The projects and support services described are a fraction of Green Cross Switzerland’s work over the past 20 years. Other projects have been carried out in nation states that were not among the Foundation’s core countries. In Burkina Faso, Green Cross Switzerland worked with the Department of Development and Cooperation (SDC) to help build structures and transfer knowledge about water management to prevent conflicts arising from water scarcity. In Iraq, the Foundation worked with the Society for Threatened Peoples to support mobile teams that provided medical care and counseling to victims of the poison gas attack on the city of Halabja during the first Gulf War by Saddam Hussein’s forces. In Fukushima, Japan, Green Cross Switzerland organized summer camps for children and young people and family clubs where people were informed about radiation exposure from the Fukushima nuclear power plant and everyday activities were carried out for the children. The Foundation was able to gain valuable experience in these countries, which it can use for the future.

The objective of “helping people to help themselves” was always an important premise in all projects. It turned out that sustainable structures could be established on site, which still exist today and are further strengthened by the current project work.

14.07.2023

Fukushima nuclear power plant: radioactive water to be discharged into the sea

Fukushima nuclear power plant: radioactive water to be discharged into the sea

On March 11, 2011, triggered by an earthquake, one of the worst nuclear accidents since the 1986 Chernobyl nuclear disaster occurred at the Fukushima nuclear power plant in Japan. It resulted in a power outage, which in turn was responsible for the cooling systems in each of the reactors failing within a short time of the disaster. The residual heat in the reactor core caused the fuel rods in the reactors to overheat, partially melting and releasing radioactive material (core meltdown).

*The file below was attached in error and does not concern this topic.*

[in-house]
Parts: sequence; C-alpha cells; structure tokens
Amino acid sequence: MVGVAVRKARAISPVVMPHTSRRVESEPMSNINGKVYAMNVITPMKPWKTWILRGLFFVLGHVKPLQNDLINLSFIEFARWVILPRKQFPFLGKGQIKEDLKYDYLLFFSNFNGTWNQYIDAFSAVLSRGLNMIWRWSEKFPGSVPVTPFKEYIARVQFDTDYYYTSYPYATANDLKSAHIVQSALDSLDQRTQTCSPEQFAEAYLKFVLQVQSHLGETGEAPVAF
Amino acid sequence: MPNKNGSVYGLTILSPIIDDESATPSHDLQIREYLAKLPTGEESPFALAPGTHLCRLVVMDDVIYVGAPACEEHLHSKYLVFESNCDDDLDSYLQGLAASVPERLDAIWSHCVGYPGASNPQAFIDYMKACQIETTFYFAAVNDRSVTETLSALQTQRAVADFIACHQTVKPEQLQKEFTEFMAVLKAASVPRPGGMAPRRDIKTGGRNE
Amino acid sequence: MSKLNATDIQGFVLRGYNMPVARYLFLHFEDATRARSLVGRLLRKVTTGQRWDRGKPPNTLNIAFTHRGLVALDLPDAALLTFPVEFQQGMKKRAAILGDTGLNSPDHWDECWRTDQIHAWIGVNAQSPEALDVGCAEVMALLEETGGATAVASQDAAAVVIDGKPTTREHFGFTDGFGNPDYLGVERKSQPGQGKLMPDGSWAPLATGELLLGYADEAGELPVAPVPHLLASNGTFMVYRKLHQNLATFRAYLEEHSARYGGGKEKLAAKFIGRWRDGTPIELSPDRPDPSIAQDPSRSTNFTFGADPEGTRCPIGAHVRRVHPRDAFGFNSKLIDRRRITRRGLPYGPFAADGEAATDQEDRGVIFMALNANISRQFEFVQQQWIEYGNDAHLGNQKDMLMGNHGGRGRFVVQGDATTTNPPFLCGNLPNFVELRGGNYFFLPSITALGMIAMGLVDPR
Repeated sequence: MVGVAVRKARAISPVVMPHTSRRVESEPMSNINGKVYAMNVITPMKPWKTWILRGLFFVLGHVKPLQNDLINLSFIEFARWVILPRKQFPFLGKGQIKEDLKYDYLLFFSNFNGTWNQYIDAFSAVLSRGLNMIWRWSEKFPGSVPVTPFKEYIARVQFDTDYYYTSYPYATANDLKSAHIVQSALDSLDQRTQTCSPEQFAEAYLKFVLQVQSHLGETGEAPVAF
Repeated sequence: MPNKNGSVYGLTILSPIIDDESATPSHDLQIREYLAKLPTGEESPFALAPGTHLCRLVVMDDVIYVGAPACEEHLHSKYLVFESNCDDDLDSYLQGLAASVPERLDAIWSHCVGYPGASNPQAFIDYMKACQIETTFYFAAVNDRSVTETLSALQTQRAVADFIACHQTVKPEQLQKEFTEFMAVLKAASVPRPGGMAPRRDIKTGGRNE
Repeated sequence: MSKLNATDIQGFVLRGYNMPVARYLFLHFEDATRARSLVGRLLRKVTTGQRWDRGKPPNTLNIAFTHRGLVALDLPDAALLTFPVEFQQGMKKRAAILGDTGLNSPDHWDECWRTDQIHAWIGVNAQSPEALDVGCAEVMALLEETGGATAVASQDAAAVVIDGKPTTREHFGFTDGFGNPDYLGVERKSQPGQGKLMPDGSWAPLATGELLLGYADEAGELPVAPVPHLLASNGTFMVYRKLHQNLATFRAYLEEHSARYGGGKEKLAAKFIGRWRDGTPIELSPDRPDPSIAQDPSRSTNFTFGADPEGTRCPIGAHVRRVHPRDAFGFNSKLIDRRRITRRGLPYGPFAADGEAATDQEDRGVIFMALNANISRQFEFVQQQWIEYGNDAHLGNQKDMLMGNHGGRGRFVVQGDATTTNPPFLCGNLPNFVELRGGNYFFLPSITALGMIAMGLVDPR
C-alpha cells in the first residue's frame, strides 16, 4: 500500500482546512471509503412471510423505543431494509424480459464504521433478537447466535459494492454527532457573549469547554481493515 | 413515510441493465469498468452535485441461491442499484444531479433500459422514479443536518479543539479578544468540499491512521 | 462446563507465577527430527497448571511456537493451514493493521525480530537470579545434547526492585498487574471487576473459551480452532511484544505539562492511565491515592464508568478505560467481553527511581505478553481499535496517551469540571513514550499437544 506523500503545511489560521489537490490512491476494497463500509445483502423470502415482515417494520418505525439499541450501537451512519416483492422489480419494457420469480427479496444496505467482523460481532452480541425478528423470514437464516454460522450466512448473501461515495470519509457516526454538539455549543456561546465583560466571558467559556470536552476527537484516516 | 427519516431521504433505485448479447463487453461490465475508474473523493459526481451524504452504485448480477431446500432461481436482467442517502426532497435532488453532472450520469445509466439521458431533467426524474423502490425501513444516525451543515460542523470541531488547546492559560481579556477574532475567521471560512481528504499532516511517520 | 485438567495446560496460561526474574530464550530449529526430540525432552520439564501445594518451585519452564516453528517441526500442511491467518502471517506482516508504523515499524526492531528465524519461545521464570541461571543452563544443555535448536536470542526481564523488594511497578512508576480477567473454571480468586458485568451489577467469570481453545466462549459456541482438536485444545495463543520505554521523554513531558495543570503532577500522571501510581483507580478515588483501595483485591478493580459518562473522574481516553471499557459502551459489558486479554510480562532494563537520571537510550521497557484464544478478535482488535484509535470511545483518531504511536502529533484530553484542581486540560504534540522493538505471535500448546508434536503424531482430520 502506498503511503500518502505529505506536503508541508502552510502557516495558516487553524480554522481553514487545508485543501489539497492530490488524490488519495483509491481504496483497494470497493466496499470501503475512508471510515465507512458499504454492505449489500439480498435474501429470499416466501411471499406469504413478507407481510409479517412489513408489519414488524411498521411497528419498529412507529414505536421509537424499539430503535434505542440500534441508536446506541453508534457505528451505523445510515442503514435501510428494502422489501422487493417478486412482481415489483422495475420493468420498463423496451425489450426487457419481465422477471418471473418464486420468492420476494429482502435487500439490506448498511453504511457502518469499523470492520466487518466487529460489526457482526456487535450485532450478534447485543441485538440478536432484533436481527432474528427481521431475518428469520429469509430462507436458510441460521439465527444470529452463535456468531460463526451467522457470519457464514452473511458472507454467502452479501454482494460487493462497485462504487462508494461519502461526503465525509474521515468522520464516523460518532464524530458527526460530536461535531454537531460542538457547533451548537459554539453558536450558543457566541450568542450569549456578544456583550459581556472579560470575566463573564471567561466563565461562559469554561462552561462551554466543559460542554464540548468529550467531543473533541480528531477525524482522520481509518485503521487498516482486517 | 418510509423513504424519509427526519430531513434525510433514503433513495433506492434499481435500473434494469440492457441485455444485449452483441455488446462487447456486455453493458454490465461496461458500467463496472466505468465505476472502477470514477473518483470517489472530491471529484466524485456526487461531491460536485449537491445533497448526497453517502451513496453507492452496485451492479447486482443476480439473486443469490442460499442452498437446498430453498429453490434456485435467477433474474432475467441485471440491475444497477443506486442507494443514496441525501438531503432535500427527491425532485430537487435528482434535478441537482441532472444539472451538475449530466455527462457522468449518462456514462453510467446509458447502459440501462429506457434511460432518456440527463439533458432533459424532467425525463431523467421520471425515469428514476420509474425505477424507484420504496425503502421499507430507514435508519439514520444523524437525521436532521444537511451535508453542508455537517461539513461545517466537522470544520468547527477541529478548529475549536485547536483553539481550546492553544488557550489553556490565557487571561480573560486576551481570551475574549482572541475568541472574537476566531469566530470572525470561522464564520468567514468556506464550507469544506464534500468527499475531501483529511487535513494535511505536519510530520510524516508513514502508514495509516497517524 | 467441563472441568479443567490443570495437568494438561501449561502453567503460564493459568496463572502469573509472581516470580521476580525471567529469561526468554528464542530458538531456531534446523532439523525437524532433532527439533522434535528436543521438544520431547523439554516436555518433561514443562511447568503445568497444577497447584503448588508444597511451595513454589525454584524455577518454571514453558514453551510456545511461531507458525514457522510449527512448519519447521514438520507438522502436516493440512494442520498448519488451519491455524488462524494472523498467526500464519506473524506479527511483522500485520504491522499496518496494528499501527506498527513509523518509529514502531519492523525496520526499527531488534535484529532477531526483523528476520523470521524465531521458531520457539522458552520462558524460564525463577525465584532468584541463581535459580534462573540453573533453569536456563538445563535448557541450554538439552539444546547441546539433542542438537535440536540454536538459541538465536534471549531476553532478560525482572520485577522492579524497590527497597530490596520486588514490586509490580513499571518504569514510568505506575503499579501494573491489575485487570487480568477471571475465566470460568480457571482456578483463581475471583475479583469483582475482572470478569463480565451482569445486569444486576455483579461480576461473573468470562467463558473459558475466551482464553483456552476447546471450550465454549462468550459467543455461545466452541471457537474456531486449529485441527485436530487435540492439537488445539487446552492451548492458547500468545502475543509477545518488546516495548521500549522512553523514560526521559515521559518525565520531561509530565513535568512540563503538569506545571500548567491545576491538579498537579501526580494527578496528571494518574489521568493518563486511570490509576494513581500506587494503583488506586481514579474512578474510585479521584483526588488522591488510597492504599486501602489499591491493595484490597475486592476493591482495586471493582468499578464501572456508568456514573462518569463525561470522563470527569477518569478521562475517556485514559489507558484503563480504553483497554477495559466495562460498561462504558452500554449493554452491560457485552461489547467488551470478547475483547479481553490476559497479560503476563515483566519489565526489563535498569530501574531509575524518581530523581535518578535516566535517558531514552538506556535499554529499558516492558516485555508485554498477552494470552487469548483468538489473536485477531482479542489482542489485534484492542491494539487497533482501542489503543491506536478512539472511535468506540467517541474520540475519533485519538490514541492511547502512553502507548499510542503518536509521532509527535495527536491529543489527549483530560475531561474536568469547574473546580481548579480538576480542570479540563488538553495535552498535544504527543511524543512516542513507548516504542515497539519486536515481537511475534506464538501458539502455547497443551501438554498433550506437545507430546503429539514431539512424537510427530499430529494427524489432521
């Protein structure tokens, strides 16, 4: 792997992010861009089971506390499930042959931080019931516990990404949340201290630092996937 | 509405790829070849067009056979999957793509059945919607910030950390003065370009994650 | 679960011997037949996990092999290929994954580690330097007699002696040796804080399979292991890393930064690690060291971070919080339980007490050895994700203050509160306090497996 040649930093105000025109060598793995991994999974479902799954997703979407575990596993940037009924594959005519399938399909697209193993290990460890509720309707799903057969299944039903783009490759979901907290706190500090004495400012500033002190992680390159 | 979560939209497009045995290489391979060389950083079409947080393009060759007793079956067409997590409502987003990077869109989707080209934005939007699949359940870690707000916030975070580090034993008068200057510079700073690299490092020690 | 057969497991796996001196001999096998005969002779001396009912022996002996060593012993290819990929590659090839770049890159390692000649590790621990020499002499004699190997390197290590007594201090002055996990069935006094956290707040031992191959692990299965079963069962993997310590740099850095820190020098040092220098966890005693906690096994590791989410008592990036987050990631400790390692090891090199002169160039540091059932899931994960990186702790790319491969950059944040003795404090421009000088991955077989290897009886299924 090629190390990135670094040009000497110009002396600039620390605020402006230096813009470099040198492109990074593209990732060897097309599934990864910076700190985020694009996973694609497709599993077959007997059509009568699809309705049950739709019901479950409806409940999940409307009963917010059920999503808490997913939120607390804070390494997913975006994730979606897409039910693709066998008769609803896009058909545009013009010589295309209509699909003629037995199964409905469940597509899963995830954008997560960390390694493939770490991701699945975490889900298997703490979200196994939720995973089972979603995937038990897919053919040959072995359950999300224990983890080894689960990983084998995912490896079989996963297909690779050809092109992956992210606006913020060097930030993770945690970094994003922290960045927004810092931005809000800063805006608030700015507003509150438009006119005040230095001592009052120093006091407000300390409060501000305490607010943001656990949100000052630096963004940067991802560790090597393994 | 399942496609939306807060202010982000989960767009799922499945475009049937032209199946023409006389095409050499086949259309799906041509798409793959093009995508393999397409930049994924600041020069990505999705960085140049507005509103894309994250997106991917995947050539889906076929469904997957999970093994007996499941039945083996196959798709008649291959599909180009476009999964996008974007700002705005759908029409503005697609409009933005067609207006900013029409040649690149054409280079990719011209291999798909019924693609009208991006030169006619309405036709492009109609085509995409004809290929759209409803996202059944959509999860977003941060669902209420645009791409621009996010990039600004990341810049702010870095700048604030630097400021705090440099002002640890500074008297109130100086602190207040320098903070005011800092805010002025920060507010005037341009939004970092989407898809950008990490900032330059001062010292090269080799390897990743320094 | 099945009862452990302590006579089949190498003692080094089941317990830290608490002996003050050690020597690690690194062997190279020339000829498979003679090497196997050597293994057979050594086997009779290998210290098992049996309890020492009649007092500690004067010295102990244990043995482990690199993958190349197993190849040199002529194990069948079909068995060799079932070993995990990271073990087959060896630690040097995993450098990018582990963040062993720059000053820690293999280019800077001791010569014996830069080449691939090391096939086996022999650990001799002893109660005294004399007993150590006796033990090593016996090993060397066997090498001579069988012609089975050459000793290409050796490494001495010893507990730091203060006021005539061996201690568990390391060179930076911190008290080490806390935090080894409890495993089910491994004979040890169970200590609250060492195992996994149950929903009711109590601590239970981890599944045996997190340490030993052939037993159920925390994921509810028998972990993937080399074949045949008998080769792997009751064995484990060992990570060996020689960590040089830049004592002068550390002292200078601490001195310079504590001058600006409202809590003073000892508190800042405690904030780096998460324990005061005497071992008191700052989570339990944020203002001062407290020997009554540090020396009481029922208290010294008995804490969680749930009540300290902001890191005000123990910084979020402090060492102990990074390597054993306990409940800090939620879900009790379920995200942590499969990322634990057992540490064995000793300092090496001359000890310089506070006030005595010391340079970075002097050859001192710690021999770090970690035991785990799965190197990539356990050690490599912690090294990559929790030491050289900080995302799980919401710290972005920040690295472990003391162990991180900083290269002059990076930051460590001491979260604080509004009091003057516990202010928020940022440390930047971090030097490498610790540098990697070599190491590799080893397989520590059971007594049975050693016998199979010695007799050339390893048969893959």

The released radiation continues to preoccupy the region to this day. This is because the destroyed reactors still must be cooled by water. The contaminated water used mixes with rainwater and groundwater, which seeps in. More than 1.3 million tons of contaminated water are currently stored in about 1000 tanks. Tepco, the company that operates the plant, says it is now running out of space and the tanks are exposed to new potential earthquakes.

 

Contaminated water to be discharged into the sea through filtration

As a solution, Tepco proposed to first filter the contaminated water and then discharge it into the sea. However, the system cannot filter out the radioactive isotope tritium. According to Tepco and the International Atomic Energy Agency (IAEA), this would not be a danger because the tritium in small amounts is harmless to humans and the environment and the water is diluted. The concentration is expected to drop sharply. In case the amount of seawater would not be enough for dilution or the concentration would still be high, there would be an emergency valve that would stop the release.

While experts opinion are mixed, the IAEA has inspected construction of the disposal facilities and approved Tepco’s plan. The head of the nuclear agency, Rafael Grossi said that Japan meets international safety standards.

 

Criticism from various parties

In addition to the criticism of some experts, many fishermen in the region are also against Tepco’s planned disposal of the cooling water. They fear a worsening of the situation and would not be able to assess the consequences of the plans. Although they have received compensation payments from the government, they fear new damage to their reputation. In addition, the government has agreed to clarify the discharge of the water with all parties, but the fishermen have not been asked.